Pope and Young minimum. I only hoped our guests were doing as well.
After the buck tired of our game, I walked deeper into the pasture to check
out some scrapes. Deer were moving, does were feeding and bucks were
checking on the estrus condition of the does. Occasionally, I caught a glimpse
of a buck chasing a doe and frequently saw a 6—month—old forlornly looking for
mama, a sure sign the rut was in full swing.
Later that-morning, I picked up Pete Shepley who had seen several bucks. He
described most as being good young bucks or those that simply stayed just .
out of range. Approaching Snyder’s hideout, we found him just starting to track a blood
trail. About an hour after sun—up a . young buck had walked out right in front
of him. Glancingr over his shoulder. Snyder had gotten the “go ahead and take him” signal
from the cameraman.
The animal had moved forward just as he had released. but the blood trail
indicated a lethal hit. About a hundred yards from where we picked up the
arrow. we found the buck. The Snyder ~ luck had held! How big was he’? Well, as
Snyder put it. “He- ain’t book. but he`ll eat good!” With the successful bowhunter on his
way back to Las Vegas. Pete Shelpey and I got serious about finding him a
good buck. The rut was just starting to .get serious and each day we were seeing
more and different bucks every time we hunted. It would only be a matter of
time before things would fall into place: bucks. camera angle and success.
During the days we hunted together, I came to learn quite a lot about Pete Shepley,
the engineer, the bowhunter and the man. Shepley hunted extremely hard. leaving
well before daylight and returning after the song of the coyote had put the
day to rest. His time. too. was running short: pressure was on. I suggested Pete
hunt early. come into camp for awhile, then go back out just before noon. In
years past, I had seen and taken several good bucks during mid—day, especially if
there was a full moon during the rut, which was now the case. Pete’s morning
hunt produced some deer, but not of the right sex.
In camp, we discussed mid—day hunting. The “we” included not only Pete
and me, but Ron Porter, an old friend and hunting compadre, who is the
southeastern supervisor for the New Mexico Department of Game and Fish.
On numerous occasions, Ron and I have taken good bucks during siesta time. We
finished our coffee and made ready to continue the hunt.
No sooner had I dropped Shepley where he could still hunt his way back
to the deer stand than I spotted a good eight·point buck Shepley must have
seen him at about the same time, because he immediately nocked an arrow
and began his stalk. The buck was completely unaware of the bowhunter’s presence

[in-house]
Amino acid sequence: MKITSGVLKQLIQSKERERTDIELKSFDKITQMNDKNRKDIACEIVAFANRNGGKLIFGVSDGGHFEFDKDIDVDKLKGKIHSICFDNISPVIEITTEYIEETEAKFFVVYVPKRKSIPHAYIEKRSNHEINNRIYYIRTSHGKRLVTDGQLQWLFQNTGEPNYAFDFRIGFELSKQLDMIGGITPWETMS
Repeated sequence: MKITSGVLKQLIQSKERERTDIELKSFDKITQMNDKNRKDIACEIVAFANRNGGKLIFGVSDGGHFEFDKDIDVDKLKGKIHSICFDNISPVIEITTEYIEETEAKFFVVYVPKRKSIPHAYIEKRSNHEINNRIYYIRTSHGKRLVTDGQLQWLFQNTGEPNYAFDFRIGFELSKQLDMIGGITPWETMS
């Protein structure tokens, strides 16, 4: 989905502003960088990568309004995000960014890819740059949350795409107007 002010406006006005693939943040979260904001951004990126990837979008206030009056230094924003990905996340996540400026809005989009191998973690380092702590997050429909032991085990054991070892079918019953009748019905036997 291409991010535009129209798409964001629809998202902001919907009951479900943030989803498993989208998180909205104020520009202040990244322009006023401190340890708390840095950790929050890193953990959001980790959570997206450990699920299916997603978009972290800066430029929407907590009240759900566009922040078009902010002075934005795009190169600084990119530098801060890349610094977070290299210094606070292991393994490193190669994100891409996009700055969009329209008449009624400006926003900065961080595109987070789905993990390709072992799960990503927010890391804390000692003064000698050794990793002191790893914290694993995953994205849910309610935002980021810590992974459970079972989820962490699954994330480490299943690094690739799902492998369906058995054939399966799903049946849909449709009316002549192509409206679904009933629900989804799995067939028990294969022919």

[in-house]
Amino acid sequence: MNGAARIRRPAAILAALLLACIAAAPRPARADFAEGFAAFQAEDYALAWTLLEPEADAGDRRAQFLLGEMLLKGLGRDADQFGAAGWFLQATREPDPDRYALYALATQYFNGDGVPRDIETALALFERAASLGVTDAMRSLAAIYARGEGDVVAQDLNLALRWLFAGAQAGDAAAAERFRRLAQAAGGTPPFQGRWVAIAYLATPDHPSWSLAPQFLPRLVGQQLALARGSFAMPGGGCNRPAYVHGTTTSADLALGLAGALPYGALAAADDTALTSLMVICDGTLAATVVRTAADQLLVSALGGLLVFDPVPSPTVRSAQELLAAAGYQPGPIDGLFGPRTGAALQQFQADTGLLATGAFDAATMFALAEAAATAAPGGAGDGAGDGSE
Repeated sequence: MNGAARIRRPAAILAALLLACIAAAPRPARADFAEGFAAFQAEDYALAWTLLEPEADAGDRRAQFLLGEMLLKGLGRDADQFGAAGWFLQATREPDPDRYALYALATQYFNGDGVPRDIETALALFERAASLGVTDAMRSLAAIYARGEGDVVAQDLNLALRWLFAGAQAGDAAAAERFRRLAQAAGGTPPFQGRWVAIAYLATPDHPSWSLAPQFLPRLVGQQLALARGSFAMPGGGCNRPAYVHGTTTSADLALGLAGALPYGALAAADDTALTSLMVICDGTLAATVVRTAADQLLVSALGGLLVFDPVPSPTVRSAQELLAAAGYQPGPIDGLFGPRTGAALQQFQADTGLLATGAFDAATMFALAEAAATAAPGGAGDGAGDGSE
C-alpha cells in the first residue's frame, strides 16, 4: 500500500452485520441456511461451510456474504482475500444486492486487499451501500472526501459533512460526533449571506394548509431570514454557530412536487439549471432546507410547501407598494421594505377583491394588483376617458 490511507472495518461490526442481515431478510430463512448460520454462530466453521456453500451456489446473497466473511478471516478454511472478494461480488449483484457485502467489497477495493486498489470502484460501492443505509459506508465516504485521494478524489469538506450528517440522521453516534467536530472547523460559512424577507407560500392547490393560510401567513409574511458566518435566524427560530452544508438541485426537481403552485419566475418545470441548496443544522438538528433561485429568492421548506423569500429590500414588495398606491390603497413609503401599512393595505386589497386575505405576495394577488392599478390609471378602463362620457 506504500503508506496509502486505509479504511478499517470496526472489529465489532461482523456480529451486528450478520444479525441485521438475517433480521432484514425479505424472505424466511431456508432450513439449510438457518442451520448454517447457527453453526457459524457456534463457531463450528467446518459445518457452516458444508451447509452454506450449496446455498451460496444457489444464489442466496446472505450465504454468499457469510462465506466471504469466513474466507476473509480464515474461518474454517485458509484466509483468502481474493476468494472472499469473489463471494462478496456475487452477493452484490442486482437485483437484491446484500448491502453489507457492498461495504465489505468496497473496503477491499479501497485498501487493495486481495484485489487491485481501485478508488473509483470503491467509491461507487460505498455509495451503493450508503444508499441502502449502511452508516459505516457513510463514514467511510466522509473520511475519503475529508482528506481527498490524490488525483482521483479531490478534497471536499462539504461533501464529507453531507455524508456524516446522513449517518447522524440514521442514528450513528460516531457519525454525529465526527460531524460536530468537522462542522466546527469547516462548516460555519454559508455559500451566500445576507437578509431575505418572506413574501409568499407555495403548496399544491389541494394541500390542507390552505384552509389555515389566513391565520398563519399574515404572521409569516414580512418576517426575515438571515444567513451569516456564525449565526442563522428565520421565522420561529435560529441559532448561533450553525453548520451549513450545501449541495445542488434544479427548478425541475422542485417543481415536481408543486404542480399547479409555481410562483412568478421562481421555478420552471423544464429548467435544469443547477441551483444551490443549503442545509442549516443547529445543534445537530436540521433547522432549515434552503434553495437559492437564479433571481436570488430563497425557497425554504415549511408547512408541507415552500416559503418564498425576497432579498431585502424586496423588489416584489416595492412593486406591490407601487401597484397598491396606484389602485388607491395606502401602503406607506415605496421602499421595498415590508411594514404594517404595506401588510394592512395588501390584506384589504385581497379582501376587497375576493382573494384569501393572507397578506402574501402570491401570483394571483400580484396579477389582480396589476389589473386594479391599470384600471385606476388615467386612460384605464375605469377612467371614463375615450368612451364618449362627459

and obviously was more concerned about checking his scrape than any
impending danger. As is sometime the case, the buck was so strongly in rut, he
cared little about anything else.
From a distance, through my Simmons binoculars, I watched the game
unfold. Each time the buck dropped his head to smell a set of tracks made by an
estrus—approaching doe, Pete moved a few steps closer, using what brush there
was for cover. The buck seem oblivious to everything going on. With slow
deliberate moves, Shepley inched closer and closer to the buck. When about
forty yards separated the two, I watched the hunter come to full—draw, hold for a
second, then release. Ilost sight of the arrow in flight, but could tell by Shepley’s reactions
he had scored a solid hit.
I waited but a few minutes before walking over. He had made a good hit.
The arrow had entered in the lung area immediately behind the buck’s shoulder
to exit on the opposite side. After a brief consultation, we decided to follow the blood
trail. At the site where the buck had stood, we found a few brownish gray hairs, a spot
of blood and just beyond, the blood-covered arrow. The moist sand made for ideal
tracking conditions. Within a few steps, we found bright, foamy spots of blood; a
few steps farther, a solid blood trail. It took only a few more steps to find the
downed buck. In all likelihood, if the folks at PSE’s new Arizona facility were
listening, they could have heard Pete Shepley’s yell!
The buck was mature and close to record-book quality. At that moment,
record book or not, the trophy of trophies lay before us.Did Mike
Bingham, cameraman, get it all on tape? I guess you will just have to see the ·
video to find out. It’s called, “Whitetail ever,” and concerns that malady many
of us suffer; it’s cured only by countless hours of hunting whitetail deer!!!
All Rights Reserved